Top Four Tips When Adopting a Dog from the Rescue Shelter

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natural pet food

Adopting any animal, whether this is a dog, cat, rabbit, or even a bird from your local rescue shelter is by far the best and most kindest thing you could do and you will obviously want to make sure you are doing everything you can to ensure the transition is as gentle as possible. 

So, with that being said, continue reading to learn the top four tips when adopting a dog from the rescue shelter. 

  1. Patience is Everything

As you can imagine, if you put yourself in your new dog’s position for a moment, the transition from the shelter to your home, not to mention what they may have experienced beforehand, can be a daunting and worrying, not to mention often traumatic time. 

It is for this reason that the most crucial piece of advice of all is to be as patient as you possibly can be with your dog. It may well be the case that your particular rescue dog is confident and adapts to you and their new environment quickly, but never rush them and let them explore and learn at their own pace. 

  1. Only Feed Your Dog Natural Foods

The temptation to treat your new dog, especially one which you are fully aware has been mistreated in the past, to rich and exciting foods should be resisted, however much they beg.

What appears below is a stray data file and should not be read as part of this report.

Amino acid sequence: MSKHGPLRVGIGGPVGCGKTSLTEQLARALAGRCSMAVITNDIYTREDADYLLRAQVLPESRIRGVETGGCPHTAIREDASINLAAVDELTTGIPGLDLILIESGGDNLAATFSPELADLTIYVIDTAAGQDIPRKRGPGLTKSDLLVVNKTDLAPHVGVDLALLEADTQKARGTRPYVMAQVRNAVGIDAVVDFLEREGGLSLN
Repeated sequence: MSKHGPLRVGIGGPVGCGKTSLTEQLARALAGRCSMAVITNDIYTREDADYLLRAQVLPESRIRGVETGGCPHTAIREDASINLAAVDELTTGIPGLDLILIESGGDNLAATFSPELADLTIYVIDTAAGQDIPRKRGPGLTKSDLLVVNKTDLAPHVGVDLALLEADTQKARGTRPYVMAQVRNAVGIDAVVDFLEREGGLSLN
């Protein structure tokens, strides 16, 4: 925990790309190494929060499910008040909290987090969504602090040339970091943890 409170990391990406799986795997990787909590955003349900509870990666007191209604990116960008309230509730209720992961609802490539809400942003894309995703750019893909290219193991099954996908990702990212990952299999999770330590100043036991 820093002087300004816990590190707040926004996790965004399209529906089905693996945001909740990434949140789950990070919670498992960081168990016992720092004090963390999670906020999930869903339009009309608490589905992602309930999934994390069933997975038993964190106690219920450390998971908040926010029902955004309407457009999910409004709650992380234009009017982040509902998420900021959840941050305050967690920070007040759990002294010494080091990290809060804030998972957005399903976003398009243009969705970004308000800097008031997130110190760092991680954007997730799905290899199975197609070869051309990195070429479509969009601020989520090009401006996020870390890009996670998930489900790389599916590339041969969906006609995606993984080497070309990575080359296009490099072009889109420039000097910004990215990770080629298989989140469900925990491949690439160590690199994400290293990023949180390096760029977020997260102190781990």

Instead, especially in the first few weeks and months, feeding your new dog natural pet food is essential and you should stick to the veterinary advice and of course, the advice you have been given from the shelter you adopted from, to the letter.

  1. Put a Routine in Place Quickly

All animals, just like humans, work best when they have a routine and a new dog entering your home, whether rescued or not, will rely on a routine to give them a feeling of safety, security, and stability. 

The calmer and more serene the environment you create for your new dog is, the quicker they will feel relaxed and comfortable in your presence and in their new home. One huge aspect of this is making sure that they are fed at the same times, taken out for a walk at the same time and also that they have one primary caregiver for the first few weeks. 

  1. Form a Strong Bond with Your Dog

The fallacy that some breeds of dog are naturally aggressive, naughty, or simply do not want to bond with humans is just that, a fallacy, and the behavior of a dog is only determined by how they are treated and how they are trained. 

You should do everything you possibly can do to get your dog to trust you, which can be even trickier with some rescue dogs. Simple things such as lying on the floor a short distance away from where your dog is sitting and letting them come to you is an effective way of building trust.